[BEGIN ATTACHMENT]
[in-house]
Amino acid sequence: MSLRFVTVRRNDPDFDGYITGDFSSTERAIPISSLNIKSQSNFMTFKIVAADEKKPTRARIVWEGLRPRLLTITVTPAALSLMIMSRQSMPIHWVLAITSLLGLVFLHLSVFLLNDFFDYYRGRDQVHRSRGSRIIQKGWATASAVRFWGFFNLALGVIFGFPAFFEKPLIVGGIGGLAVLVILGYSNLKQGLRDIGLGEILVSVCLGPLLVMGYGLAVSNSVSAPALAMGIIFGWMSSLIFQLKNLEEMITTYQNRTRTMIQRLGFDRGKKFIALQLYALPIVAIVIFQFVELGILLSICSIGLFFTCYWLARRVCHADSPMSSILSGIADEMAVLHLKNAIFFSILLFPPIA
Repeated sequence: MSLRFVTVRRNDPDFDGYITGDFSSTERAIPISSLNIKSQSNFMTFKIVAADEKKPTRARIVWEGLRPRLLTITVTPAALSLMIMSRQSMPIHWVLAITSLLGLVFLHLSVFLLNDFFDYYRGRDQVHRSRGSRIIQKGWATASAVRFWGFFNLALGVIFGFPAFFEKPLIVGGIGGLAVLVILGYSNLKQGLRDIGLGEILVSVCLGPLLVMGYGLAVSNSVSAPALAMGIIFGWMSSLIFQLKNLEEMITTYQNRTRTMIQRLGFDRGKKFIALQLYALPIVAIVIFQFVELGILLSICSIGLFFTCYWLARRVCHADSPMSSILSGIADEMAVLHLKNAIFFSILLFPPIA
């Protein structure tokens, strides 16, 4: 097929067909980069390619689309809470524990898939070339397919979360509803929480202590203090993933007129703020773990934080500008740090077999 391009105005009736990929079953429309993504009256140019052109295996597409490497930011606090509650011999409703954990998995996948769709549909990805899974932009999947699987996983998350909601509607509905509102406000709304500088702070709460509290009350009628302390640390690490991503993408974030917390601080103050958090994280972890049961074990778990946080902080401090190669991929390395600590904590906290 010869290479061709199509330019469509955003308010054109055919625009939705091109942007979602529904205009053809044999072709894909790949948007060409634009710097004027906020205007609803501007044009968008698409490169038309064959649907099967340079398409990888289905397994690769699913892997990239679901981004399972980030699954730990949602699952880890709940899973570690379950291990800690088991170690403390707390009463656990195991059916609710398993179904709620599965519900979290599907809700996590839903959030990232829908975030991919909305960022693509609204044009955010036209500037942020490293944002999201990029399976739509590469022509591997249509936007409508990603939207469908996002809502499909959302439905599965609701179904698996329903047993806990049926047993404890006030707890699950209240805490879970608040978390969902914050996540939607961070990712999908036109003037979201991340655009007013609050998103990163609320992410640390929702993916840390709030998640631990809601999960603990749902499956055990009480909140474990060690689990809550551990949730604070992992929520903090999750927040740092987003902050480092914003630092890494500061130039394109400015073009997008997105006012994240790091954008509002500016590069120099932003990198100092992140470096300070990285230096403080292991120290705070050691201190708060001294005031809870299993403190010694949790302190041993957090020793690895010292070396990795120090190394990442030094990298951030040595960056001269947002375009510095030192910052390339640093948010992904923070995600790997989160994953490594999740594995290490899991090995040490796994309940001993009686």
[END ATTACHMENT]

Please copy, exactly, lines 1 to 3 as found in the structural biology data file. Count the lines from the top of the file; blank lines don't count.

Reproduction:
[in-house]
Amino acid sequence: MSLRFVTVRRNDPDFDGYITGDFSSTERAIPISSLNIKSQSNFMTFKIVAADEKKPTRARIVWEGLRPRLLTITVTPAALSLMIMSRQSMPIHWVLAITSLLGLVFLHLSVFLLNDFFDYYRGRDQVHRSRGSRIIQKGWATASAVRFWGFFNLALGVIFGFPAFFEKPLIVGGIGGLAVLVILGYSNLKQGLRDIGLGEILVSVCLGPLLVMGYGLAVSNSVSAPALAMGIIFGWMSSLIFQLKNLEEMITTYQNRTRTMIQRLGFDRGKKFIALQLYALPIVAIVIFQFVELGILLSICSIGLFFTCYWLARRVCHADSPMSSILSGIADEMAVLHLKNAIFFSILLFPPIA
Repeated sequence: MSLRFVTVRRNDPDFDGYITGDFSSTERAIPISSLNIKSQSNFMTFKIVAADEKKPTRARIVWEGLRPRLLTITVTPAALSLMIMSRQSMPIHWVLAITSLLGLVFLHLSVFLLNDFFDYYRGRDQVHRSRGSRIIQKGWATASAVRFWGFFNLALGVIFGFPAFFEKPLIVGGIGGLAVLVILGYSNLKQGLRDIGLGEILVSVCLGPLLVMGYGLAVSNSVSAPALAMGIIFGWMSSLIFQLKNLEEMITTYQNRTRTMIQRLGFDRGKKFIALQLYALPIVAIVIFQFVELGILLSICSIGLFFTCYWLARRVCHADSPMSSILSGIADEMAVLHLKNAIFFSILLFPPIA